Political science alum Bailey Gray finds reward in serving hometown constituents

Recent graduate Bailey Gray is applying the skills she developed at the University of South Carolina Aiken to her new role as special assistant in the office of U.S. Rep. Joe Wilson. The political science major was hired in August to provide constituent services in the South Carolina congressional representative's Aiken/Barnwell office.

Gray, a North Augusta native, entered USC Aiken confident in her decision to major in political science. Although she briefly considered a shift to real estate and even earned her license while a full-time student, she recognizes that her passion lies in public policy and government affairs.

"I love that I get to interact with people in the community, hear them out, help them, and hopefully make a difference in whatever they are facing," she says.

While attending USC Aiken, Gray was active in the Political Science Club, served as marketing senator for the Student Government Association and was involved with the National Society of Leadership and Success, serving as its fundraising chair. Having made a significant impression on the faculty, she was nominated and recognized as an Outstanding Senior.

She says, "I tend to doubt myself and lack realization that I deserve something like that, so it was a big surprise that I was nominated. It was so rewarding, and I was so appreciative of my professors who contributed to that nomination."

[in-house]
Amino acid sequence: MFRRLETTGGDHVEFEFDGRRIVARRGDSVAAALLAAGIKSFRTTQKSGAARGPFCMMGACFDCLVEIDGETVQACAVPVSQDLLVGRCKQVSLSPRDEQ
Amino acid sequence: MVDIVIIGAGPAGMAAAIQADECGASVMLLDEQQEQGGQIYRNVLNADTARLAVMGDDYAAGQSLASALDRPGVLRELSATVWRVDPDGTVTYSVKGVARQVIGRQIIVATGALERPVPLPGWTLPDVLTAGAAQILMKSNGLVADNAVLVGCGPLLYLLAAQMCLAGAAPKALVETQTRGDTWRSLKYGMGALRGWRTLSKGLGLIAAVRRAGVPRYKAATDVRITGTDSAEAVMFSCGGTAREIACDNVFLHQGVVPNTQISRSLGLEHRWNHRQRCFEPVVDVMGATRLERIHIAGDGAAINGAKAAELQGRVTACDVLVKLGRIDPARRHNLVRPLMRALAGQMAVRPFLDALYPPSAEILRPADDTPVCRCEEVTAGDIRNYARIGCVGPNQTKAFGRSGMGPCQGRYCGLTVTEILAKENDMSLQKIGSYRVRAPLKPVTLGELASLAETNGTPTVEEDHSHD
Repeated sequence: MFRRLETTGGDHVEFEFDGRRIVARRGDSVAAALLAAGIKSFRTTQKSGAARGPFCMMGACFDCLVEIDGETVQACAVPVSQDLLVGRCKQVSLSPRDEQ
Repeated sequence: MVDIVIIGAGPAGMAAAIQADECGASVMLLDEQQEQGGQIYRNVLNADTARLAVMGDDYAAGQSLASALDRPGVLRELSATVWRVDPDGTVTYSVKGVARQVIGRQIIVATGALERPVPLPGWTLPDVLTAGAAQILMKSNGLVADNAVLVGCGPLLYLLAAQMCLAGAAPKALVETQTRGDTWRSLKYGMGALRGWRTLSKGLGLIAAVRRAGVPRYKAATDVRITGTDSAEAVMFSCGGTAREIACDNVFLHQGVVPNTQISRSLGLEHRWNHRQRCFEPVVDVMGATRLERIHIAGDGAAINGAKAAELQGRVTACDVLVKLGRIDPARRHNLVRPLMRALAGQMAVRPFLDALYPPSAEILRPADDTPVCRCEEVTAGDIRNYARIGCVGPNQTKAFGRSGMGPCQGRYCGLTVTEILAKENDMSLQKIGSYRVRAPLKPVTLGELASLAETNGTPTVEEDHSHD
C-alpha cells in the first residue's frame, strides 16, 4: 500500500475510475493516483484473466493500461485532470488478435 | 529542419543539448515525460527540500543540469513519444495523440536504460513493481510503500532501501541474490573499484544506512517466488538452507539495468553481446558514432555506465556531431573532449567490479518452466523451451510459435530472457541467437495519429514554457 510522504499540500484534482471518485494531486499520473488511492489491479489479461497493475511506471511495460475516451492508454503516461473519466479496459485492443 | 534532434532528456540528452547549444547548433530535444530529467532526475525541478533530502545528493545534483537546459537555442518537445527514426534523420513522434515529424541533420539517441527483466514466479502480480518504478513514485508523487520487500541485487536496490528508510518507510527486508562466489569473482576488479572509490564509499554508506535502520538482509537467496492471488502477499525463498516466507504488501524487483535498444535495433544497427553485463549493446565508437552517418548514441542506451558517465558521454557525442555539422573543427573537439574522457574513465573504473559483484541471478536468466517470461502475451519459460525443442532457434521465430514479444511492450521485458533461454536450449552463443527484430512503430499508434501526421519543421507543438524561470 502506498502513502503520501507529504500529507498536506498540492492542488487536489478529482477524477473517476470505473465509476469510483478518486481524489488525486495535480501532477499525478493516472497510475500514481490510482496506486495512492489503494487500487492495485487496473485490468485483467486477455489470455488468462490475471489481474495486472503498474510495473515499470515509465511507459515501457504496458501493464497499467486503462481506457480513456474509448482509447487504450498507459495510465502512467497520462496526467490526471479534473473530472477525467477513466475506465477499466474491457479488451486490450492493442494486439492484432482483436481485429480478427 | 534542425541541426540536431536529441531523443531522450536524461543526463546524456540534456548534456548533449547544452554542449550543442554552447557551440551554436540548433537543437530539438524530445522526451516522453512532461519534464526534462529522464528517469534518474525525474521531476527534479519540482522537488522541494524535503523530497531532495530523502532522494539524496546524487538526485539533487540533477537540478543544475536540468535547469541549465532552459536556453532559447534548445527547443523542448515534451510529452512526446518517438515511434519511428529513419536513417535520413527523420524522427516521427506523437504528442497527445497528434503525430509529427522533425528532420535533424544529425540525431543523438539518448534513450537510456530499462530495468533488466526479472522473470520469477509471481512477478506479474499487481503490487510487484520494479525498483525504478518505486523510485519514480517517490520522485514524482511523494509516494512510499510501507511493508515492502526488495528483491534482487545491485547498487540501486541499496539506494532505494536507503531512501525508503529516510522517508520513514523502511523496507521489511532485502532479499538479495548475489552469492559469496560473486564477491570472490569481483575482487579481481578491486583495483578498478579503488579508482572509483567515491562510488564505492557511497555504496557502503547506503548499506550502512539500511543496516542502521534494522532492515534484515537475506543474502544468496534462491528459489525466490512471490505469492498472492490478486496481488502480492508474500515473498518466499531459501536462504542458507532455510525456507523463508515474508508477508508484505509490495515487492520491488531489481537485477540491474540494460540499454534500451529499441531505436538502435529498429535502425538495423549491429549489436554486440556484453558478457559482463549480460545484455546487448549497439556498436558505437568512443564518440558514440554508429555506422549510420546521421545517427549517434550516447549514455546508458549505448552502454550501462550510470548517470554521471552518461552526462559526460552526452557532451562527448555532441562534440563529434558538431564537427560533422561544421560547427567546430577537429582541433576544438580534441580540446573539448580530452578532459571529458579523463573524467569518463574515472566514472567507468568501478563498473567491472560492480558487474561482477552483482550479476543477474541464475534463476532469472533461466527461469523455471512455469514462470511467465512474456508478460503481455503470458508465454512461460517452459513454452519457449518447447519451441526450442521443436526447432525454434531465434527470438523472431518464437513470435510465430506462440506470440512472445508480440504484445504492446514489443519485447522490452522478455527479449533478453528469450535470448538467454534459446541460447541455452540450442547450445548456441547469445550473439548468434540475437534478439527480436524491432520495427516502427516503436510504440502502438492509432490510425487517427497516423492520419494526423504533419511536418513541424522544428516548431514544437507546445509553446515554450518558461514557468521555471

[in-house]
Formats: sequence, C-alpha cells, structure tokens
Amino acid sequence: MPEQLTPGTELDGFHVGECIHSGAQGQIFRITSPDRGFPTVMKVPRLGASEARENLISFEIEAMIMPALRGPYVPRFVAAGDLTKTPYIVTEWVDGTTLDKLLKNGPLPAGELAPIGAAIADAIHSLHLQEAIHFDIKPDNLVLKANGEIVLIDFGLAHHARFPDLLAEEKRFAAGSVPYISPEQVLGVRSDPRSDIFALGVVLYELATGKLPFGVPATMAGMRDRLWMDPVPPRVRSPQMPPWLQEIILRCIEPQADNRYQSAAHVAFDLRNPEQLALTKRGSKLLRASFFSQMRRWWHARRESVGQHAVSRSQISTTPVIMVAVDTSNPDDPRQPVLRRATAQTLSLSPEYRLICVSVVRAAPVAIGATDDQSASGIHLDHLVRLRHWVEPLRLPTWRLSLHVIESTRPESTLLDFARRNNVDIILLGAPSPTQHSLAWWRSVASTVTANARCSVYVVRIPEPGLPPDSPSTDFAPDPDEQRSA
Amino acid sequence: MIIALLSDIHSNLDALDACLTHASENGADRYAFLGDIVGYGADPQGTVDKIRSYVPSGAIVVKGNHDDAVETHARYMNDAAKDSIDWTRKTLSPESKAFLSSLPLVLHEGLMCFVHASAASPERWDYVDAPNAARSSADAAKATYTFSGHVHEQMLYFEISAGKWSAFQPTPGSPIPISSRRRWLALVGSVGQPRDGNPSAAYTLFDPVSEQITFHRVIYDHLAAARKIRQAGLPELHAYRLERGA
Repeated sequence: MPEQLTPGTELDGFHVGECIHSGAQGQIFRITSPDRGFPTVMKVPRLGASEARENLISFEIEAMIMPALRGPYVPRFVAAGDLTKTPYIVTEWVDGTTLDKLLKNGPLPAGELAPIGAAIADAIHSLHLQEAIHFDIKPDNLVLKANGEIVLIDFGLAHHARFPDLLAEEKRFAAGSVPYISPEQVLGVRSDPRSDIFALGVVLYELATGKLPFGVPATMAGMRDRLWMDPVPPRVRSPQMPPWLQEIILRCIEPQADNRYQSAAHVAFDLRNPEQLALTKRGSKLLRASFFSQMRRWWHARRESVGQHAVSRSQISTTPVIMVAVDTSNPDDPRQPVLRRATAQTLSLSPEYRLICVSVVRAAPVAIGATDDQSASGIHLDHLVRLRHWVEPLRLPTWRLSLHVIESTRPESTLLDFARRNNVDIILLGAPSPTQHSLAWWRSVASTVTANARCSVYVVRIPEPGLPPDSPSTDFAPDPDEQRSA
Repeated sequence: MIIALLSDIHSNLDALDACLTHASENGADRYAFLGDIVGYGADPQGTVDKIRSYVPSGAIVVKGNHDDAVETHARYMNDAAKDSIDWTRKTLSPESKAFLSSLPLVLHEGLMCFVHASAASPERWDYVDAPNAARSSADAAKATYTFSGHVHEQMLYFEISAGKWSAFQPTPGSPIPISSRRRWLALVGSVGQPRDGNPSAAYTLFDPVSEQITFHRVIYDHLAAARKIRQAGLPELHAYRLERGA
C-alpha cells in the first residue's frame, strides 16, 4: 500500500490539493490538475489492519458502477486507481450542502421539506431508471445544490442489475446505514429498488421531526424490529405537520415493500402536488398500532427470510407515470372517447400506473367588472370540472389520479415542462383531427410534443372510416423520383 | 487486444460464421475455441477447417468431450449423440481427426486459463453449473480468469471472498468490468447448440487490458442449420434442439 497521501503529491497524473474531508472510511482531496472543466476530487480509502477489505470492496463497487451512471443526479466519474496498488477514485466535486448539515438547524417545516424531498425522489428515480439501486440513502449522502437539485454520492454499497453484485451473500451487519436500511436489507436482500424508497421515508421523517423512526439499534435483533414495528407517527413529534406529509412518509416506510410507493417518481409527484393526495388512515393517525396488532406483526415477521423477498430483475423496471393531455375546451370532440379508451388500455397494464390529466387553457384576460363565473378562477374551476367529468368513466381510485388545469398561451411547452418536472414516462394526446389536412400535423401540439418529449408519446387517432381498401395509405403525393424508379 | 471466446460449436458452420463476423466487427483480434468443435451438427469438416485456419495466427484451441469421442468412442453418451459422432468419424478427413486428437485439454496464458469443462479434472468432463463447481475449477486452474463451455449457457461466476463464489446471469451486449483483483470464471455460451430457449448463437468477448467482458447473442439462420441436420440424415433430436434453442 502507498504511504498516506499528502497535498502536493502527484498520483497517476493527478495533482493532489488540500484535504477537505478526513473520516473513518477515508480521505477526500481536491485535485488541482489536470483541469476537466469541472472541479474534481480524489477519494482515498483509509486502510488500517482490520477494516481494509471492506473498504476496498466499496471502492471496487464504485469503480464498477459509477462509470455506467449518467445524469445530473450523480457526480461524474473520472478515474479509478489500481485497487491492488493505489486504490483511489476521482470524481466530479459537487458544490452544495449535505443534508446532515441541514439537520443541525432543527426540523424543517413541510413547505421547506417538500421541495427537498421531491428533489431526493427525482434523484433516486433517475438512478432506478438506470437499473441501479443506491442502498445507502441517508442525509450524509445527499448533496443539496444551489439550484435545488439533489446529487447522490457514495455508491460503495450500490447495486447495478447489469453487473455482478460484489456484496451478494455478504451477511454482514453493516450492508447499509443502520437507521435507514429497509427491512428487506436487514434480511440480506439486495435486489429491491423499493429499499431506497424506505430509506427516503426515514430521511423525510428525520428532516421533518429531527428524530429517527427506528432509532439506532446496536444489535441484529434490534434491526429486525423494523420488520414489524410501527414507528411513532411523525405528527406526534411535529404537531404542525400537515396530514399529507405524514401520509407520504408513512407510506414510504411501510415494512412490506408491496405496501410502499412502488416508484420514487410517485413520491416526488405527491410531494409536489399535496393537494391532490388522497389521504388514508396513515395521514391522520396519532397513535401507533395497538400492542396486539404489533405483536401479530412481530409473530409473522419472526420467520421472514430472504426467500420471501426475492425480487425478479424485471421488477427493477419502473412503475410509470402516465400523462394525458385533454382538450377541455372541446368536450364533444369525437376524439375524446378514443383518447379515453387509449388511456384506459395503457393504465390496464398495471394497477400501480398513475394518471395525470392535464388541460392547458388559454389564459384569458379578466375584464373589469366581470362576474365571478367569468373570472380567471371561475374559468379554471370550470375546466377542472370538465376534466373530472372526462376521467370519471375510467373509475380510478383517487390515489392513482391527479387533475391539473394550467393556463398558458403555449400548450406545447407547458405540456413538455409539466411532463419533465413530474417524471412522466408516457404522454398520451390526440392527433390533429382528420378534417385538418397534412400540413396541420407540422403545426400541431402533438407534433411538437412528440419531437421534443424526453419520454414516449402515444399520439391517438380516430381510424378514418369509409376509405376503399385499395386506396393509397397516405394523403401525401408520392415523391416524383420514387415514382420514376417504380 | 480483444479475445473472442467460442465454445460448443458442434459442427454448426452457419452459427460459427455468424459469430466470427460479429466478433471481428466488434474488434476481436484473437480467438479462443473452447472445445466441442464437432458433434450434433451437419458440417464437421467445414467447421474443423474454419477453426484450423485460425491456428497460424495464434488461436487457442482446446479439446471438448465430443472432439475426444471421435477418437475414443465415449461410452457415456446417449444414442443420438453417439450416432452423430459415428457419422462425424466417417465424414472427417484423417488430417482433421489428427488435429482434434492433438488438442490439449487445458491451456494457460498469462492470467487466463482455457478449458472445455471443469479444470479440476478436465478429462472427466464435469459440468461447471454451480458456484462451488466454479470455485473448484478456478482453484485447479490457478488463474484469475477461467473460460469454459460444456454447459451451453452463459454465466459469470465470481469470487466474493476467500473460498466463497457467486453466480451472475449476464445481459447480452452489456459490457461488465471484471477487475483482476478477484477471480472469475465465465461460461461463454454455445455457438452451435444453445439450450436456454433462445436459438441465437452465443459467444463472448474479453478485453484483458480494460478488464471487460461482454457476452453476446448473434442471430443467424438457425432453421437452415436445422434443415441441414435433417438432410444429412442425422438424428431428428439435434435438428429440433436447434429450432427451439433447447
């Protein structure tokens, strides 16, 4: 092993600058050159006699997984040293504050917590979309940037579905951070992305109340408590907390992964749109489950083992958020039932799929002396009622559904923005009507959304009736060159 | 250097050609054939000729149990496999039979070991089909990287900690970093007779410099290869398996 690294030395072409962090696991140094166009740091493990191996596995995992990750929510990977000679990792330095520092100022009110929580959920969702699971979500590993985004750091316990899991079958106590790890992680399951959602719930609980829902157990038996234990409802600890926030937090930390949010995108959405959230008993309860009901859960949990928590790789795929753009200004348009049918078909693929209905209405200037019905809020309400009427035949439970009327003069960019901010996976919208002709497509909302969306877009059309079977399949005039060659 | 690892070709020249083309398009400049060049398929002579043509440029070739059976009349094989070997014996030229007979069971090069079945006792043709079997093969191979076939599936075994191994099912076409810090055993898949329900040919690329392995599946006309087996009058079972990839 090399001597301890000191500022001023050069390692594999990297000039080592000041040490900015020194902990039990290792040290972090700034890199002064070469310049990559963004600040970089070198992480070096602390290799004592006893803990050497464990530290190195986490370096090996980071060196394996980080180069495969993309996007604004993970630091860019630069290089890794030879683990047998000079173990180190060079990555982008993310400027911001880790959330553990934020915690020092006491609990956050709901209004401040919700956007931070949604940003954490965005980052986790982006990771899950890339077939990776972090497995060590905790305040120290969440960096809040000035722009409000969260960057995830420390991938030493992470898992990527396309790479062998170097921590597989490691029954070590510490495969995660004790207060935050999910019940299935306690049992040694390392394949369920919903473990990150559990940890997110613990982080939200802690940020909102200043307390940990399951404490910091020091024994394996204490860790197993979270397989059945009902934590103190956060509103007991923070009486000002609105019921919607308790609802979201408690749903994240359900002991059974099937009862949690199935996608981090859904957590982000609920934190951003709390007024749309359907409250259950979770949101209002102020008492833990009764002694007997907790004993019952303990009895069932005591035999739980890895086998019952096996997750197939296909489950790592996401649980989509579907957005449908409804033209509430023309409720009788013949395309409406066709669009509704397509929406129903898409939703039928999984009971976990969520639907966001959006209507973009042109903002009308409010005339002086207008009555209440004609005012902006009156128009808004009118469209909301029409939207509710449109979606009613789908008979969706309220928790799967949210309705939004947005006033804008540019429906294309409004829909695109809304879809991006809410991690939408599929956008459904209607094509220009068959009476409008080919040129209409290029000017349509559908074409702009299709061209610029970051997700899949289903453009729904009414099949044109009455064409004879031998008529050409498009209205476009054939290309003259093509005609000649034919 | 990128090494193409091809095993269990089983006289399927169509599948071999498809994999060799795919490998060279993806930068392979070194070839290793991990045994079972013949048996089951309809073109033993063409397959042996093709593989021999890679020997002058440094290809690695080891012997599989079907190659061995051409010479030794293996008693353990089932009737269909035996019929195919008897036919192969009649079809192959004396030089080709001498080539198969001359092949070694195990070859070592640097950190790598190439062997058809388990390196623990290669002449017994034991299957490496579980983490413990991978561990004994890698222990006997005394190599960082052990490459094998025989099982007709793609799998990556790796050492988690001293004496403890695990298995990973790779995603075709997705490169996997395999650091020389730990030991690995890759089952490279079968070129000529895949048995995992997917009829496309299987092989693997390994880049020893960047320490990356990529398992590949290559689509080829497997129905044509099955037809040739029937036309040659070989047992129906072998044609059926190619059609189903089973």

As Gray's graduation date neared, Associate Professor Sarah Young alerted her to an opening in Rep. Wilson's office and encouraged her to apply. A short time later, Gray was offered the job.

Young says, "Bailey was a stand-out major in our Political Science program. She was an exceptional in-class student who was also well engaged in campus governance. Now she is using the policy and communication skills she honed at USC Aiken to serve constituents in the Aiken/Barwell office of Rep. Joe Wilson. I am particularly proud of her as an example of a strong, resilient young woman who is forging a career in government."

In her new role, Gray performs case work for constituents, bridging the gap to the federal agencies that provide the services they need. She also serves as the office ambassador to the Aiken Chamber of Commerce. One area she particularly enjoys is working with military veterans and their families, helping to secure medals of honor and records that have been lost. "It's very rewarding to help them collect those artifacts that are important to their family," she says.

A large part of Gray's job is communicating and making connections with people in the community, and the relationships she formed and networking skills she acquired at USC Aiken help her do that. She encourages all political science majors to forge relationships with their professors and take advantage of the resources they offer.

"The thing I loved most about USC Aiken is that it was so personable," she says. "Establishing those relationships and connections with professors is so important for success. I probably wouldn't be here without that. The fact that Dr. Young reached out goes to show the importance of those relationships, and USC Aiken is one of the best schools for that."

"The connections that students make at a smaller regional university such as USC Aiken give them important routes to pursue their career goals," Young adds. "I am thrilled that Bailey is working with Deputy District Director Erin Harrison in serving constituents in the Aiken/Barnwell area. These women exhibit the highest standards of professionalism and representation."

For more information, contact Leigh Thomas, thomas29229@yahoo.com